It is no big surprise that outfitting a studio with the latest and greatest tools and toys can be a very expensive undertaking. From backdrops to stands to light modifiers to props - the list goes on and on and the dollar signs keep rolling by.
Believe it or not, even in the digital age, photography costs money, and working for "exposure" does not pay my credit card bills. That said, however, there are times when working for free can pay off.
My wife and I have been watching Work Of Art: The Next Great Artist on Bravo. It is another typical reality/competition show with artists competing in challenges in order to impress a panel of (allegedly) qualified judges. As this show goes to it's final episode, I feel compelled to remark on the one photographer who was a contestant - Mark Velasquez.
This morning, this wonderful post about working for free came across my Twitter feed. It is a great reminder of just how ridiculous it is to ask people to work for free. There have been times in my past where I have worked for free or cheap for “exposure”. I have photos in the extra ... Read More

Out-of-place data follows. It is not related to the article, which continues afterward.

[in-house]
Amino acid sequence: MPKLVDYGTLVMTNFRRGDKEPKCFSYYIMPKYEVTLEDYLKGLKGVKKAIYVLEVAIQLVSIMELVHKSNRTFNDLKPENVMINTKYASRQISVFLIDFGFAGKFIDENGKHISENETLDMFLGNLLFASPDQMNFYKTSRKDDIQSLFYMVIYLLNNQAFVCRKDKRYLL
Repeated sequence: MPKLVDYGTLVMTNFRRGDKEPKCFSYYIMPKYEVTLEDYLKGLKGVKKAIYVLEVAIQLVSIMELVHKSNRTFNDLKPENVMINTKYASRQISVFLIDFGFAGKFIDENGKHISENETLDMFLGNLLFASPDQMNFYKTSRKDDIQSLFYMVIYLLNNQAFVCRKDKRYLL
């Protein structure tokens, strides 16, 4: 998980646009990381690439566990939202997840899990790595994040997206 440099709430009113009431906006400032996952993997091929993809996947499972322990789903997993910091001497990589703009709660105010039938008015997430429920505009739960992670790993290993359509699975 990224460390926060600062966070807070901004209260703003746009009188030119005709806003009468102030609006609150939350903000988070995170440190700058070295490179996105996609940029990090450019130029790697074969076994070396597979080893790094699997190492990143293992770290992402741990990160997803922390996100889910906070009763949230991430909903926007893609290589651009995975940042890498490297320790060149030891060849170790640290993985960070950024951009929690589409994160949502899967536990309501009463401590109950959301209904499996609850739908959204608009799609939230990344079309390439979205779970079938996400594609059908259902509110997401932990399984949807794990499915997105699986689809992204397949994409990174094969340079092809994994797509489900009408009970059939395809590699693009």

I love Twitter. I have learned more about photography as a business, an art form, and a hobby in the few months I’ve been active on Twitter than all the previous years surfing the web. Today, thanks to a “re-tweet” from Blackstar and Leafimaging of a blog entry from ScottBourne, I received an “ah-ha” moment for ... Read More
While processing photos from a recent shoot, Photoshop CS3 threw up a message that said my product was invalid and no longer useable. I stared at the screen for a few minutes, looking for a deactivate and resintall option (which I’ve had to do before), but nothing happened. All I got was the message that ... Read More
This past weekend I had an actual paid gig shooting an original painting for a client that she wanted to use on a greeting card. The lighting set up was two 100 watt tungsten hot lights bounced into the white side of bi-fold doors I use as fills. I had my Nikon D300 set up ... Read More